“I have concerns about how the decisions will be made about where to place it. For instance, if you put it near the Highland Circle communities because it’s sort of low income and there's a presumption of likely shenanigans there, we could be criticized for that,” Fotheringham said.
“On the other hand, what if you place them into the Walker Lane district. Does that mean the taxpayers are all paying for this sort of additional security apparatus for the rich community? There's all kinds of questions that deserve longer discussion.”
Chief Justin Hoyal said he had in mind eight cameras to be implemented at four strategic locations in the city that were not mentioned by name.
In addition to concerns about the centralization and private administration of camera information, there are questions about scale.
Flock’s goal is to expand to “every city in the United States,” according to Flock CEO Garrett Langley.
That worries privacy advocates—like the ACLU, who says “if the company is able to spread as widely and densely as it hopes, law enforcement will gain the ability to know the detailed movements of virtually any vehicle for as far into the past as that data is held. That would create enormous risks of privacy violations and other abuses and would have significant legal implications as well.”
Councilmember Dan Gibbons, a former judge, asked about legal implications that could impact the City of Holladay.
“I wonder if the data is kept and if it’s subject to a GRAMA request? Or could it be subpoenaed in a civil case?” Gibbons said. “I'm not sure where I fall on it, but I think it's definitely worth looking into” getting Flock cameras.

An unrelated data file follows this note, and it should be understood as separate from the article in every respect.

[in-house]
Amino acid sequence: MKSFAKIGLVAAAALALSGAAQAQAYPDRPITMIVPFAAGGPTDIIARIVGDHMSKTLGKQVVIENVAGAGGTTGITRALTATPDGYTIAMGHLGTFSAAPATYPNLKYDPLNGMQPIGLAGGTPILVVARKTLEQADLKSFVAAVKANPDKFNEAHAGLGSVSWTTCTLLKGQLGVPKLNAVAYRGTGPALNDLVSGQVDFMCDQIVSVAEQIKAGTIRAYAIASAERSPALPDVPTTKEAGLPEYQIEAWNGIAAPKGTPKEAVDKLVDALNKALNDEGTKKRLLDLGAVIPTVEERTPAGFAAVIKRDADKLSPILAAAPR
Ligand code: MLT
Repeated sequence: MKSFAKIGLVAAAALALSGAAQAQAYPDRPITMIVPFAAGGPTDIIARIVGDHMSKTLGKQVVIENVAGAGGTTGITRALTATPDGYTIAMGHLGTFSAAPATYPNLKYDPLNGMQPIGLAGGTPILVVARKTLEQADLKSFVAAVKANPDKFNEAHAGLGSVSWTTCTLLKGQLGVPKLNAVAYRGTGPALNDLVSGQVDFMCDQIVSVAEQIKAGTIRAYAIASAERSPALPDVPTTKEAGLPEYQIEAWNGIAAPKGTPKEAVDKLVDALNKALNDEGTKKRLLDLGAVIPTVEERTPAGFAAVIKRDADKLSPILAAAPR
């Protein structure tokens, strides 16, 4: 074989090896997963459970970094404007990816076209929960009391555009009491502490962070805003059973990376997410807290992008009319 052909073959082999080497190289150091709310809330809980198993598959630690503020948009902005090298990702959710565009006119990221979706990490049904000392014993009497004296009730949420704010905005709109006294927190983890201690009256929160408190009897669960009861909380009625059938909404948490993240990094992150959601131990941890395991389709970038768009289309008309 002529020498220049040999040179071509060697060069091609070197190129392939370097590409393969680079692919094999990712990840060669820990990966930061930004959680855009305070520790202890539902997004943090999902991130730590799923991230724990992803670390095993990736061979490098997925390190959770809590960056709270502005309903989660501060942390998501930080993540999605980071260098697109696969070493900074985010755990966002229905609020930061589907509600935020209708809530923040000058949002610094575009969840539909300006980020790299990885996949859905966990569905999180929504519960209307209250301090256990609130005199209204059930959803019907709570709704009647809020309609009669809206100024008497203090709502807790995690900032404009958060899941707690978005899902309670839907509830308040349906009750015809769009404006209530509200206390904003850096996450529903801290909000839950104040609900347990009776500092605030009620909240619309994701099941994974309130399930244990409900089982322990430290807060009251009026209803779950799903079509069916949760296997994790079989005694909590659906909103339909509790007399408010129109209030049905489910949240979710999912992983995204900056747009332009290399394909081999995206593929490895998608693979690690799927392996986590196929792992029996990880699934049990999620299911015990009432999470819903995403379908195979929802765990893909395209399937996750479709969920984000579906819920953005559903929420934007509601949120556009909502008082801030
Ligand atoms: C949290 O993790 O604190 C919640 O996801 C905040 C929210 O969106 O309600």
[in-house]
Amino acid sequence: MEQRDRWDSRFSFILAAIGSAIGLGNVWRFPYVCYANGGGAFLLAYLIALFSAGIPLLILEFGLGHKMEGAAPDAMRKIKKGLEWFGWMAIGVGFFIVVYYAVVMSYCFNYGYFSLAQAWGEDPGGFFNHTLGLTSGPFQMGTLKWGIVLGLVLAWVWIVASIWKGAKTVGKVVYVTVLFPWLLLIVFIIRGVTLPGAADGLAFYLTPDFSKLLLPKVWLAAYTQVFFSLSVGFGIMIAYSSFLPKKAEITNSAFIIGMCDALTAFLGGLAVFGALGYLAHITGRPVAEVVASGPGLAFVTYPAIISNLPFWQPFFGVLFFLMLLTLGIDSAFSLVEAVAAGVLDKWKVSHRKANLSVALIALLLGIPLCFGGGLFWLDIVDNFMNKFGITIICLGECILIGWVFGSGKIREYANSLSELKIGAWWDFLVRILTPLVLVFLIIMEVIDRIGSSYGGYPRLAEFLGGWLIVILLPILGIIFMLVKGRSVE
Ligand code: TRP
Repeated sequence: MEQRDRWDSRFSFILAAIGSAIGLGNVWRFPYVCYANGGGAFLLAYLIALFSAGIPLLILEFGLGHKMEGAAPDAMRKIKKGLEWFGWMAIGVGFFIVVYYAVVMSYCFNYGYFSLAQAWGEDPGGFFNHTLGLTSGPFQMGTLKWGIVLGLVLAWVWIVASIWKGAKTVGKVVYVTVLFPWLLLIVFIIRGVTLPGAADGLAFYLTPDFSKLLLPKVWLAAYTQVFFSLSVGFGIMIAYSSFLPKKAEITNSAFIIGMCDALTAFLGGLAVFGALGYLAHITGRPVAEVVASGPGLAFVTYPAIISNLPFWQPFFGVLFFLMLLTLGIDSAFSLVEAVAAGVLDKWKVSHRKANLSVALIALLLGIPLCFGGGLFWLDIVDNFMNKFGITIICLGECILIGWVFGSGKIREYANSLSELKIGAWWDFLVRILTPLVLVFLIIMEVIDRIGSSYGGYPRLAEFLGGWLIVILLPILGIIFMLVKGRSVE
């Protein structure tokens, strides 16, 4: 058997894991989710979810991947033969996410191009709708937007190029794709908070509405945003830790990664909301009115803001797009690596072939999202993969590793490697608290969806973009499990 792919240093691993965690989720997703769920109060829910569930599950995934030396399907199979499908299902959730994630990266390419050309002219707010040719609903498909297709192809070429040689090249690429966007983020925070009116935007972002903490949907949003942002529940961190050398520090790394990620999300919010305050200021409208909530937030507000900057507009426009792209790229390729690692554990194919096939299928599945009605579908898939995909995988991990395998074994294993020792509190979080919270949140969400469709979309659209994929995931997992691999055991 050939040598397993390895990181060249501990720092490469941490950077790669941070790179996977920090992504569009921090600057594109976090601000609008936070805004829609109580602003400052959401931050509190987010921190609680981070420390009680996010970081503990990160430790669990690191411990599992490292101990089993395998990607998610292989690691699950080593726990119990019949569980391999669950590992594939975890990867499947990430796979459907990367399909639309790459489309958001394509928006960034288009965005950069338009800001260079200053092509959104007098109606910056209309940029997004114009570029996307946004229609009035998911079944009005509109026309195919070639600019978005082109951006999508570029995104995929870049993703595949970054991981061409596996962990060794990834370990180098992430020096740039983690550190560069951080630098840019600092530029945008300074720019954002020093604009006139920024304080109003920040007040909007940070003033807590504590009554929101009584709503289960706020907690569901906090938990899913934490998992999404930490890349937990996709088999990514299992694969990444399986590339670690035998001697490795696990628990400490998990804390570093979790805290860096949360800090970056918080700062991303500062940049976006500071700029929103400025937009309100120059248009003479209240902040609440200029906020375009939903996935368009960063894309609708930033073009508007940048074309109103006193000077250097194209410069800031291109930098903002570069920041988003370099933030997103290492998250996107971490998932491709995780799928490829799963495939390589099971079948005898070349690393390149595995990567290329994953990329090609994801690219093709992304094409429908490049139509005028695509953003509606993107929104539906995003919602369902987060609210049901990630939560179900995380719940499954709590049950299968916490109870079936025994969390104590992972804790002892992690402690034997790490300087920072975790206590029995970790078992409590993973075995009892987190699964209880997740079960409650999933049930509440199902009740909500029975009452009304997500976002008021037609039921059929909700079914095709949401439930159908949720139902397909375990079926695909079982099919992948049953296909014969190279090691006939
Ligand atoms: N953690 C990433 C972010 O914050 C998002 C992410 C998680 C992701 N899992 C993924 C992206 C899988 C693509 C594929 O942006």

The company reports that it only keeps data for 30 days, but there are no laws that require them to honor that policy; nor are there regulations on how they may monetize that data for other purposes, according to Jay Stanley of the ACLU.
Hoyal, while not able to answer all of the council’s questions, is a proponent of the technology and says it makes the work of law enforcement easier, particularly as it applies to stolen vehicles.
“We’ve had several success stories in our precincts. Midvale is recovering occupied stolen cars almost daily,” referring to Holladay’s sister city that’s adopted the technology.
Mayor Robert Dahle said similar questions were asked with the introduction of police officer body cams, and similar to the way that a system of best practices and policy was ironed out for body cams he believes it will be with Flock cameras as well.
“It sounds like we need to be more educated on this and have some of these broader discussions before we commit to actually put them into the city. Not only where they're going to go, but just debate the other issues,” Dahle said.
Paul Fotheringham, whose impassioned position sets a high standard of rigor for the city’s future discussions, implored the council to keep a big picture in mind.
“Granted, solving stolen car cases is important, but I think we need to consider the larger societal costs…before we rush head long,” Fotheringham said.